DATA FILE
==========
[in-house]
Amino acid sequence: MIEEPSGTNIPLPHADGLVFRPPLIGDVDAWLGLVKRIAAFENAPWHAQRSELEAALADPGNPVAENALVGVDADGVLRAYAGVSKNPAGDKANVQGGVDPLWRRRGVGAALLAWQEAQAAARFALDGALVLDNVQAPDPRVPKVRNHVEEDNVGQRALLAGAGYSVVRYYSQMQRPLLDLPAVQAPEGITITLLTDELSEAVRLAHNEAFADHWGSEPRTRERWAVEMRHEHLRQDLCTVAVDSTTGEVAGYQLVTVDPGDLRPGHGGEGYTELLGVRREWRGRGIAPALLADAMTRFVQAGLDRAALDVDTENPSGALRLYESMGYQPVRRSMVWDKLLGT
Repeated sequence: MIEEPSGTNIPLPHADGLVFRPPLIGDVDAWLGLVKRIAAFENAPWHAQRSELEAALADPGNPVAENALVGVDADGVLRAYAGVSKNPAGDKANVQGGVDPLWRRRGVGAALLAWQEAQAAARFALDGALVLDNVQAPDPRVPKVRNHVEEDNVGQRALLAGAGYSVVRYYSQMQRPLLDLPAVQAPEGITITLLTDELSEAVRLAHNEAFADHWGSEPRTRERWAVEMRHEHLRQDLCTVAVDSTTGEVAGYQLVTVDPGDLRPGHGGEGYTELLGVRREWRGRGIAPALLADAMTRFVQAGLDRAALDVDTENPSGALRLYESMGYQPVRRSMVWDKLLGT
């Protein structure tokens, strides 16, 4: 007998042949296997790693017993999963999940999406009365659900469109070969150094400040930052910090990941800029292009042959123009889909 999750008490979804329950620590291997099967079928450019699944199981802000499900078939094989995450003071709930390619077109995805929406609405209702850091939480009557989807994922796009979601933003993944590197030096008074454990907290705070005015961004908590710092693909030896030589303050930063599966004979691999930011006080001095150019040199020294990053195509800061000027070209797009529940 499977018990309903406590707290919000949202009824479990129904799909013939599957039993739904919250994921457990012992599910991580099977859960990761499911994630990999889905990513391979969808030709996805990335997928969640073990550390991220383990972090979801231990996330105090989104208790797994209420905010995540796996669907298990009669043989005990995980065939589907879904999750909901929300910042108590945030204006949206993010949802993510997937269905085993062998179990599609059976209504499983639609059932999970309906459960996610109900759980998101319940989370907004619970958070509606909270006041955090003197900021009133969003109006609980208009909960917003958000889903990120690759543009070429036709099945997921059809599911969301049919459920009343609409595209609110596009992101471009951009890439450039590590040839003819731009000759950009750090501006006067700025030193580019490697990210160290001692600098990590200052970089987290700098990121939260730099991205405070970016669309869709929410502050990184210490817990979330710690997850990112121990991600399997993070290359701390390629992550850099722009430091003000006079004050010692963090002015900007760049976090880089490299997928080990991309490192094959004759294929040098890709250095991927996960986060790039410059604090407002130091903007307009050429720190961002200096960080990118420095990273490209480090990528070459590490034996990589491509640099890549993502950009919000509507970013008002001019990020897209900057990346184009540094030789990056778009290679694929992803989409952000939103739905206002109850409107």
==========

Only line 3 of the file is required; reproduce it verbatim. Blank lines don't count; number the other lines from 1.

Repeated sequence: MIEEPSGTNIPLPHADGLVFRPPLIGDVDAWLGLVKRIAAFENAPWHAQRSELEAALADPGNPVAENALVGVDADGVLRAYAGVSKNPAGDKANVQGGVDPLWRRRGVGAALLAWQEAQAAARFALDGALVLDNVQAPDPRVPKVRNHVEEDNVGQRALLAGAGYSVVRYYSQMQRPLLDLPAVQAPEGITITLLTDELSEAVRLAHNEAFADHWGSEPRTRERWAVEMRHEHLRQDLCTVAVDSTTGEVAGYQLVTVDPGDLRPGHGGEGYTELLGVRREWRGRGIAPALLADAMTRFVQAGLDRAALDVDTENPSGALRLYESMGYQPVRRSMVWDKLLGT